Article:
On 24.11.2010 12:48, Heikki Linnakangas wrote:
> When recovery starts, we fetch the oldestActiveXid from the checkpoint
> record. Let's say that it's 100. We then start replaying WAL records
> from the Redo pointer, and the first record (heap insert in your case)
> contains an Xid that's much larger than 100, say 10000. We call
> RecordKnownAssignedXids() to make note that all xids between that range
> are in-progress, but there isn't enough room in the array for that.
> We normally get away with a smallish array because the array is trimmed
> at commit and abort records, and the special xid-assignment record to
> handle the case of a lot of subtransactions. We initialize the array
> from the running-xacts record that's written at a checkpoint. That
> mechanism fails in this case because the heap insert record is seen
> before the running-xacts record, causing all those xids in the range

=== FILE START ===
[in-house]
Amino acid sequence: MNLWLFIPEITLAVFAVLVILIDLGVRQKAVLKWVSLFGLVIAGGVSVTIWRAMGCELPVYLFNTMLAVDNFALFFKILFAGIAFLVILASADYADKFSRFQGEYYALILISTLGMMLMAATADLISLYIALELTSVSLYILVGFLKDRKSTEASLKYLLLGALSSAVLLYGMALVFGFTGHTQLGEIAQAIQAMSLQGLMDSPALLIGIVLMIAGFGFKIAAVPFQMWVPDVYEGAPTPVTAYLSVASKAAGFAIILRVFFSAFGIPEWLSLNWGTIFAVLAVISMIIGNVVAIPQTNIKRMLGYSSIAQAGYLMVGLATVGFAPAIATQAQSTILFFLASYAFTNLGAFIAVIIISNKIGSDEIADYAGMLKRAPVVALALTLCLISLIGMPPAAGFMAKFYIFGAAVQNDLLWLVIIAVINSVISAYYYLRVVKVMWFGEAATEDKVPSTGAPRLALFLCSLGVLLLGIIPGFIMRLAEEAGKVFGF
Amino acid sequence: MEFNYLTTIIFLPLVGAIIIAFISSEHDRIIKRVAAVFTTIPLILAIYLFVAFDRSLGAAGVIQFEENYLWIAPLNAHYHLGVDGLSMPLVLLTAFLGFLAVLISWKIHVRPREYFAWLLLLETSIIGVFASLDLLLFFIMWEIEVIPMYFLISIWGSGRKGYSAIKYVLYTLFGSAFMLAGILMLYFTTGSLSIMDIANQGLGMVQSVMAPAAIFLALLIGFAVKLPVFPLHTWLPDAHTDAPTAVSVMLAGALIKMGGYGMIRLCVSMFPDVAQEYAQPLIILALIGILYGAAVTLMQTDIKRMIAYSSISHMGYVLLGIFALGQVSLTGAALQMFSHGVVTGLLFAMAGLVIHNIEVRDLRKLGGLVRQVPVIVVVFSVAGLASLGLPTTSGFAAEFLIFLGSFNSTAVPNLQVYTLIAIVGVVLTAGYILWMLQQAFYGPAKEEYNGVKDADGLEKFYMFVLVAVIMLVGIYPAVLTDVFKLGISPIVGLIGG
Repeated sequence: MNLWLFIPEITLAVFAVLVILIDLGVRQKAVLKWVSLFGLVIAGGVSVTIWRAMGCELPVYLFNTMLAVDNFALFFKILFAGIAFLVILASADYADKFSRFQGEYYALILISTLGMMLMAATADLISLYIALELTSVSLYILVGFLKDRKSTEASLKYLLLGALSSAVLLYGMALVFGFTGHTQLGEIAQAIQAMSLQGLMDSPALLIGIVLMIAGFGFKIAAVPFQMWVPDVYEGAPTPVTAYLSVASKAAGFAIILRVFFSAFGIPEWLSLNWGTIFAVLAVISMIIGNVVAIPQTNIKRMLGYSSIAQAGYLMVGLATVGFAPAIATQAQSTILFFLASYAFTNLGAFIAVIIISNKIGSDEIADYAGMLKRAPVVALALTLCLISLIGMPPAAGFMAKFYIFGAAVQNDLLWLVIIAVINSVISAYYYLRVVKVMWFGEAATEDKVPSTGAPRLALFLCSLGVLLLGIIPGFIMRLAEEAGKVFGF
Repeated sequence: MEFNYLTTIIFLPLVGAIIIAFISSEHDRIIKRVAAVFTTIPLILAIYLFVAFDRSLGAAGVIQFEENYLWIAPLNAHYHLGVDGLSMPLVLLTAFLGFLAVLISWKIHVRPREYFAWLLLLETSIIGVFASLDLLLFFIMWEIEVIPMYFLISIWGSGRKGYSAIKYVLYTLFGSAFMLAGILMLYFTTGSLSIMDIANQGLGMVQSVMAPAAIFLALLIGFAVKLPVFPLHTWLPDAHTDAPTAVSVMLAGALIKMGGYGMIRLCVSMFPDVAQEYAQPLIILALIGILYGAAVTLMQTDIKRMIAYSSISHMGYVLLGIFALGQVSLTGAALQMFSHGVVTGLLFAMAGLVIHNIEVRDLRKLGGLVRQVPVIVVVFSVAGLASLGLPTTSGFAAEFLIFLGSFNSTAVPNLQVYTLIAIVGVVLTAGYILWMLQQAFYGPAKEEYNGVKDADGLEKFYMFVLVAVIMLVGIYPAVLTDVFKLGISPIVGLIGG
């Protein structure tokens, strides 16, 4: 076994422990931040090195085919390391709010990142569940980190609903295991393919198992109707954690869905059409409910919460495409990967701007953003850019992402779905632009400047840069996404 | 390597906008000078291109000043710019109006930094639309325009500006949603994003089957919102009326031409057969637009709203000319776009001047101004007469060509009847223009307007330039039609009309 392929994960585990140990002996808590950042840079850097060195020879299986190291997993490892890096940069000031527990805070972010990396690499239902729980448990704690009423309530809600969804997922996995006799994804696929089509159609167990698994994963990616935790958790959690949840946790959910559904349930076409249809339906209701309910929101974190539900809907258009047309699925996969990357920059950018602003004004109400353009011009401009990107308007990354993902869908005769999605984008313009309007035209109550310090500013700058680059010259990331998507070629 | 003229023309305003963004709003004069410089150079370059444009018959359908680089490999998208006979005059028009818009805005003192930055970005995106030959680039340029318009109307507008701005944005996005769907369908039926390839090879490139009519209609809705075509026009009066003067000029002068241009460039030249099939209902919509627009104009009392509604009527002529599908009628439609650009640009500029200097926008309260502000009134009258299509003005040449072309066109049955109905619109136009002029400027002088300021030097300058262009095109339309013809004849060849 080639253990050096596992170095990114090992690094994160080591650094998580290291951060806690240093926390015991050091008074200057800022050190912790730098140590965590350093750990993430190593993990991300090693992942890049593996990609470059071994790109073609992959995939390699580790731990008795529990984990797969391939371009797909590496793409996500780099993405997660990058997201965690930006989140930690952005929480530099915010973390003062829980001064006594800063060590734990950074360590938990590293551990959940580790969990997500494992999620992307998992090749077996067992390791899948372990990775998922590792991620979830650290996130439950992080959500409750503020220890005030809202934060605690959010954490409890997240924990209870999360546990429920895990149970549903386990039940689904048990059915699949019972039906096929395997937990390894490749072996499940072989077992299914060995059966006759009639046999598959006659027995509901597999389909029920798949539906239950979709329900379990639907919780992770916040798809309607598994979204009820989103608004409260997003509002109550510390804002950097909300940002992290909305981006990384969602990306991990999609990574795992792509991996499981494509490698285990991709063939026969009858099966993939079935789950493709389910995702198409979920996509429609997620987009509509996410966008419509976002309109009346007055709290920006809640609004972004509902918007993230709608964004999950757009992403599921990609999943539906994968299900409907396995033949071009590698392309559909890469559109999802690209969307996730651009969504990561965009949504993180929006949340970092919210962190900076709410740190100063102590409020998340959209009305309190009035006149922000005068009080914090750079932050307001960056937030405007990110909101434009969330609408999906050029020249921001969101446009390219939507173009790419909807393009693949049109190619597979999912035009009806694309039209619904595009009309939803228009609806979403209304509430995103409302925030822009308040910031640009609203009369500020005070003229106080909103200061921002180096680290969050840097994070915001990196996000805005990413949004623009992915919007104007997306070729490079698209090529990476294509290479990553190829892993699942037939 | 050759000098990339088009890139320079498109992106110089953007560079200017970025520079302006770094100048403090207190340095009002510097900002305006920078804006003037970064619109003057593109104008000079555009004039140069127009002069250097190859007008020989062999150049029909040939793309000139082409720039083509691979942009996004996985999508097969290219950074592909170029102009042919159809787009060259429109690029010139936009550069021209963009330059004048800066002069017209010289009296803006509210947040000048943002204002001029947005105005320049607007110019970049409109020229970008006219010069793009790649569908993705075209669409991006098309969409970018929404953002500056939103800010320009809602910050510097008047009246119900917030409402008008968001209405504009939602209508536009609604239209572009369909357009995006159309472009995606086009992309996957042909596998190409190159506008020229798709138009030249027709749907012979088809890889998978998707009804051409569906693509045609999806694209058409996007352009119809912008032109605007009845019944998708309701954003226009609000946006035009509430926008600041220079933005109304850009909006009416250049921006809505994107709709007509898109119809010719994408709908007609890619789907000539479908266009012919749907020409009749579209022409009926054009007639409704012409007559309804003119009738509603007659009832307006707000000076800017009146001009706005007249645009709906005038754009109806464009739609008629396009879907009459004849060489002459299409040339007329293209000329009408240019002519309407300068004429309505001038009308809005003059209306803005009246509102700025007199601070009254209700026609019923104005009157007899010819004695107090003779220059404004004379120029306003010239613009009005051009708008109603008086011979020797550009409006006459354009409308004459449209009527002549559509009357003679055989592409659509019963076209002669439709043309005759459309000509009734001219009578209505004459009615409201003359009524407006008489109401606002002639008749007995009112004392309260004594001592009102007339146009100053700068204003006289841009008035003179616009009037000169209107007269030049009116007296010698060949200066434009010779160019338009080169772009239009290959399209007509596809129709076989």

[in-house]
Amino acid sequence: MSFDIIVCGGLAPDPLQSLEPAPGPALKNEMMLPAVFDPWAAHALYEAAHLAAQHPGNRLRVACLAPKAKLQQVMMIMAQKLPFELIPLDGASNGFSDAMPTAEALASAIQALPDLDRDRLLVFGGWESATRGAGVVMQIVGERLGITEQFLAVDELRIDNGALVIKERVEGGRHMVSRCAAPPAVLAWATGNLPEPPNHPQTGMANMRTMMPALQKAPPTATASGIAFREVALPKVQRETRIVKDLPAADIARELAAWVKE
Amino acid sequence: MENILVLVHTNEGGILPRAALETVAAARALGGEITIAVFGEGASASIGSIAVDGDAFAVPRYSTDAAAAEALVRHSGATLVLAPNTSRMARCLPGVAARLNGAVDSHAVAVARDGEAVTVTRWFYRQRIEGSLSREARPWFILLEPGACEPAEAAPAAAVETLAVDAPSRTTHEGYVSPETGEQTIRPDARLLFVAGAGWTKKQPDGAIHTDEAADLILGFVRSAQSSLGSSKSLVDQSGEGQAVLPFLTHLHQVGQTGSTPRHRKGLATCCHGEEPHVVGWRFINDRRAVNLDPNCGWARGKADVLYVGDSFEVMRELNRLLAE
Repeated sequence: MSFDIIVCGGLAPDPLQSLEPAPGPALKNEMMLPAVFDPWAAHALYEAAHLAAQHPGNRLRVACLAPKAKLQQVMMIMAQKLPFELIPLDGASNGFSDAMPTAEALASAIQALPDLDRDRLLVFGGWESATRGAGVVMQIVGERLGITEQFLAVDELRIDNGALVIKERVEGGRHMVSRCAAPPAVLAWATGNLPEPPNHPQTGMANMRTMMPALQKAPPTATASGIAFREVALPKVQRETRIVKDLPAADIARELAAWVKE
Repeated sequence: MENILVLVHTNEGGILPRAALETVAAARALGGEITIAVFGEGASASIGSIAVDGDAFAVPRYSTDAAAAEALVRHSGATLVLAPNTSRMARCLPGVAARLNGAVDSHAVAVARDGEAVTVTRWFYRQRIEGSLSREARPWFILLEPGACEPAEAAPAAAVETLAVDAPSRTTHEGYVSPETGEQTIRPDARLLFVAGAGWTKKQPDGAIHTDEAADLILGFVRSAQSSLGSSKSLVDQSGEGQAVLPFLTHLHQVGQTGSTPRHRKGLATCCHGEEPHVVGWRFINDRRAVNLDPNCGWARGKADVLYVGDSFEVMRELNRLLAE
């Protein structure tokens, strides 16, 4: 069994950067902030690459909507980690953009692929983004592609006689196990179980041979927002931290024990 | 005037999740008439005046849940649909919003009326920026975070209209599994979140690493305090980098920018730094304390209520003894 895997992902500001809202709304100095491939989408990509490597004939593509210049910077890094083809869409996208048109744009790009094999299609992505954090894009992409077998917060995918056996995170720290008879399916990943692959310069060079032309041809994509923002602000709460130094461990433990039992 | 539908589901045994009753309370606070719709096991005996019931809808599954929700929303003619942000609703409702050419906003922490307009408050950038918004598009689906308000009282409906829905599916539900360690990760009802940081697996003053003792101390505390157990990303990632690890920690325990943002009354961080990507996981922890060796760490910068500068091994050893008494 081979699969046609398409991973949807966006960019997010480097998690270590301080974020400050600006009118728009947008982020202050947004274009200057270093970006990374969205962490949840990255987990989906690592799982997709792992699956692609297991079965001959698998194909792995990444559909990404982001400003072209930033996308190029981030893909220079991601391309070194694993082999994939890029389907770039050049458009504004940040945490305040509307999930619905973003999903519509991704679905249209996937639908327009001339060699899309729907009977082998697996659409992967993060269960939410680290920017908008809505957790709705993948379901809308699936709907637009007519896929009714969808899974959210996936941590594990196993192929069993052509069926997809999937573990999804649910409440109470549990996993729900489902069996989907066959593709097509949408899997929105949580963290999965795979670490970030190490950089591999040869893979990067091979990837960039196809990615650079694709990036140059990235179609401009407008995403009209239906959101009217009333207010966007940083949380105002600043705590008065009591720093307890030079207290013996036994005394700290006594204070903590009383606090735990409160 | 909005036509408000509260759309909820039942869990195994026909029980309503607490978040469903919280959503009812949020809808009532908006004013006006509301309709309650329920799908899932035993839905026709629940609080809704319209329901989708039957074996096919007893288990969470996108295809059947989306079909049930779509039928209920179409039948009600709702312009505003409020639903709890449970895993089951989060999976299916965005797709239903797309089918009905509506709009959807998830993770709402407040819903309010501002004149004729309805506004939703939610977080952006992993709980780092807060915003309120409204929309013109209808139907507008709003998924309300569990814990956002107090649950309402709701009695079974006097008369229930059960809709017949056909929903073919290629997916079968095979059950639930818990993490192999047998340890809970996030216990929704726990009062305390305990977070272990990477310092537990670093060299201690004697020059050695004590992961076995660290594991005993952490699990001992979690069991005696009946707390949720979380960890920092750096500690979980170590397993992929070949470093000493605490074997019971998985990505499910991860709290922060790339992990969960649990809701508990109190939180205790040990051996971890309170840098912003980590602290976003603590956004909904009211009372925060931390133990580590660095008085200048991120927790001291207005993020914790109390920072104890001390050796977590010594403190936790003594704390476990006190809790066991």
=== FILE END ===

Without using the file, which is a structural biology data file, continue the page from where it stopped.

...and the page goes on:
> 100-10000 to be considered in-progress. The running-xacts record that
> comes later would prune them, but we don't have enough slots to hold
> them until that.
> Hmm. I'm not sure off the top of my head how to fix that. Perhaps stash
> the xids we see during WAL replay in private memory instead of putting
> them in the KnownAssignedXids array until we see the running-xacts record.
So, here's a patch using that approach.
Another approach would be to revisit the way the running-xacts snapshot
is taken. Currently, we first take a snapshot, and then WAL-log it.
There is a small window between the steps where backends can begin/end
transactions, and recovery has to deal with that. When this was
designed, there was long discussion on whether we should instead grab
WALInsertLock and ProcArrayLock at the same time, to ensure that the
running-xacts snapshot represents an up-to-date situation at the point
in WAL where it's inserted.
We didn't want to do that because both locks can be heavily contended.
But maybe we should after all. It would make the recovery code simpler.
If we want to get fancy, we wouldn't necessarily need to hold both locks
for the whole duration. We could first grab ProcArrayLock and construct
the snapshot. Then grab WALInsertLock and release ProcArrayLock, and
finally write the WAL record and release WALInsertLock. But that would
require small changes to XLogInsert.
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